Zim Prisons Highly Over Populated And Not Good For Humans, ZPCS Indicates.
28 April 2019
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Female inmates hardly get visitors from outside

DESPITE the release of 3 000 prisoners through the Presidential Amnesty last year, Zimbabwe’s prisons are still overpopulated, with the country’s correctional facilities carrying 2 382 inmates above their recommended capacity.

Figures released by the Zimbabwe Prison and Correctional Services during the Zimbabwe International Trade Fair held in Bulawayo last week showed that as of last week, Zimbabwe’s prisons had 19 382 prisoners against a carrying capacity of 17 000. Of these 18 928 of those inmates are male, of which 15 508 have already been convicted while
3 421 are still waiting for the finalisation of their court cases.

The figures showed the country has 458 female inmates, with 273 of those serving substantive prison sentences while 185 are on remand. The country has 113 juvenile prisoners, with 105 boys and eight girls incarcerated. A total of 69 inmates are at the country’s only open prison facility in Connemara, Gweru. ZPCS also has 316 detained mental patients and 408 criminal mental patients.

In an interview, ZPCS spokesperson Chief Correctional Officer Meya Khanyezi said the country’s prison population was always swelling because of people in remand waiting for the finalisation of their cases.

She said one of the ways in which pressure on the country’s correctional facilities could be relieved was by facilitating projects that give inmates skills to function and flourish beyond prisons walls.

“The solution is for the community to partner with us because we are saying we are promoting development through corrections. We have an open door policy and we are saying people should come on board and help us. However, most of the money that we need comes from the society but society is reluctant because of the crimes that these people would have committed. We’re saying these people deserve forgiveness so that both they and their victims move on,” she said.

Chief Correctional Officer Khanyezi said the ZPCS had shifted focus, as the country’s prison services were no longer solely punitive but instead put more effort in rehabilitating prisoners under their watch.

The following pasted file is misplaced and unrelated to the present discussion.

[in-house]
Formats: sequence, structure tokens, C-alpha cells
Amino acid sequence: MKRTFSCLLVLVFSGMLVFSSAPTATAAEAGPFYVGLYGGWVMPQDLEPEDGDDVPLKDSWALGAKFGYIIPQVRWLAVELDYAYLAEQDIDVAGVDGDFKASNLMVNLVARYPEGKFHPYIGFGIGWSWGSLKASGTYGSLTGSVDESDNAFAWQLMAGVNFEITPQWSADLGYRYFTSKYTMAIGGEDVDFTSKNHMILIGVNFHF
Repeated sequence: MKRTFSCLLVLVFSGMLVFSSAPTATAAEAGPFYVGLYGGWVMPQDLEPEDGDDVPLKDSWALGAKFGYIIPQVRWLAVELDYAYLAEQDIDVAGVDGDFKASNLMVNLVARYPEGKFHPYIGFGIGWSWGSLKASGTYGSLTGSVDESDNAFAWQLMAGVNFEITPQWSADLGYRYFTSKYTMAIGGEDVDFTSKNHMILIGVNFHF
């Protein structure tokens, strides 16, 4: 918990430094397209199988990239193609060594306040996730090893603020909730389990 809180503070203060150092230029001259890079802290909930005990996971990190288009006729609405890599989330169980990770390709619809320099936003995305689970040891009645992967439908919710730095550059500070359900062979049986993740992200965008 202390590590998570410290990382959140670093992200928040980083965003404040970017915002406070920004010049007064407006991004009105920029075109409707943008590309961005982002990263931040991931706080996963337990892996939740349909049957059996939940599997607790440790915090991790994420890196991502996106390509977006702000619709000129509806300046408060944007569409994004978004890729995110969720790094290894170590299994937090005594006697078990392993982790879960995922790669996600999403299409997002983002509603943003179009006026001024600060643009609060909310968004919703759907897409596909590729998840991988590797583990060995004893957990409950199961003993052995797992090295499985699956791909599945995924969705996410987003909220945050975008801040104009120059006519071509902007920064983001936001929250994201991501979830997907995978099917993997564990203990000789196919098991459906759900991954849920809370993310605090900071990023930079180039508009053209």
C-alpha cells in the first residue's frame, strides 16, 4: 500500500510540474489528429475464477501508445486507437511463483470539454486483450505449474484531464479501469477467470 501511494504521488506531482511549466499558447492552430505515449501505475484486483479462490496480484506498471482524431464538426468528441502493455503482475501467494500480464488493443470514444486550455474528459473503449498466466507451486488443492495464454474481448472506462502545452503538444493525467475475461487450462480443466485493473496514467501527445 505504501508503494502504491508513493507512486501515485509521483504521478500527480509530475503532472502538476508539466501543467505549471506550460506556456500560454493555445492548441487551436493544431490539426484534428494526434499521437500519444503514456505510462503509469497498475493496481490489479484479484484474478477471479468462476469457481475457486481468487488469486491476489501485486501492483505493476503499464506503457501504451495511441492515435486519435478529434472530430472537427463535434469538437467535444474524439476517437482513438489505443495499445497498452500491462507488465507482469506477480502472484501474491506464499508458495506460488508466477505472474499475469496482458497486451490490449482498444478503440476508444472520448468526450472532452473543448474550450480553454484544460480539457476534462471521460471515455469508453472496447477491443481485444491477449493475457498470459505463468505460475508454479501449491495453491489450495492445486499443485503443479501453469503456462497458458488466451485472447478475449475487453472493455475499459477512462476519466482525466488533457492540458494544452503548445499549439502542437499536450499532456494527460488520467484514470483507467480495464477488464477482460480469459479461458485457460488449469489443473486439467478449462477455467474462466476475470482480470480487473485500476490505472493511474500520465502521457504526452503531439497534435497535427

“We now want to create an environment in which we rehabilitate prisoners rather than just punish them. We’re saying that we want to take away your freedom and not your life. You don’t have to end your life because you have been incarcerated. You will just continue with it but your freedom is what we withdraw because of your crimes,” she said.

Chief Correctional Officer Khanyezi said through various vocational activities, the ZPCS was encouraging prisoners to think of life after prison.

“You don’t have to abandon your fatherly duties because of prison. You can continue providing through the various programmes that we have. We usually reduce the number of years that people serve keeping in mind their behaviour in prison,” she said.

While life in prison can be tough, Chief Correctional Officer Khanyezi said the ZPCS was doing its best to ensure inmates had a semblance of a normal life while behind bars.

“Recently, for example, we took those prisoners serving at least 40 years and over to ZBC. These are people in our choir. It was fantastic to see the looks on their faces because in prison they have no mirrors so they were surprised by the way they now look because they have not seen themselves in a long time. Such occasions show the effort being made by the ZPCS to make sure those in our custody remain human and don’t get completely alienated from society,” she said.

Despite the overwhelming majority of prisoners being men, Chief Correctional Officer Khanyezi said female inmates seemed to be the most alienated from society, as they were not showered with the affection and care that their male counterparts receive.

“The problem we have is the female segment of our prison population. With men you usually find they have one or two visitors coming but that is not the case with women. They rarely have visitors because they have been abandoned. It’s not the same for men. They get visits from their spouses. Maybe it’s because men can go on with their lives after their wives go to prison but women seem more steadfast and the way they behave when their husbands are ill is the same way they behave when they are in prison,” she said.

State Media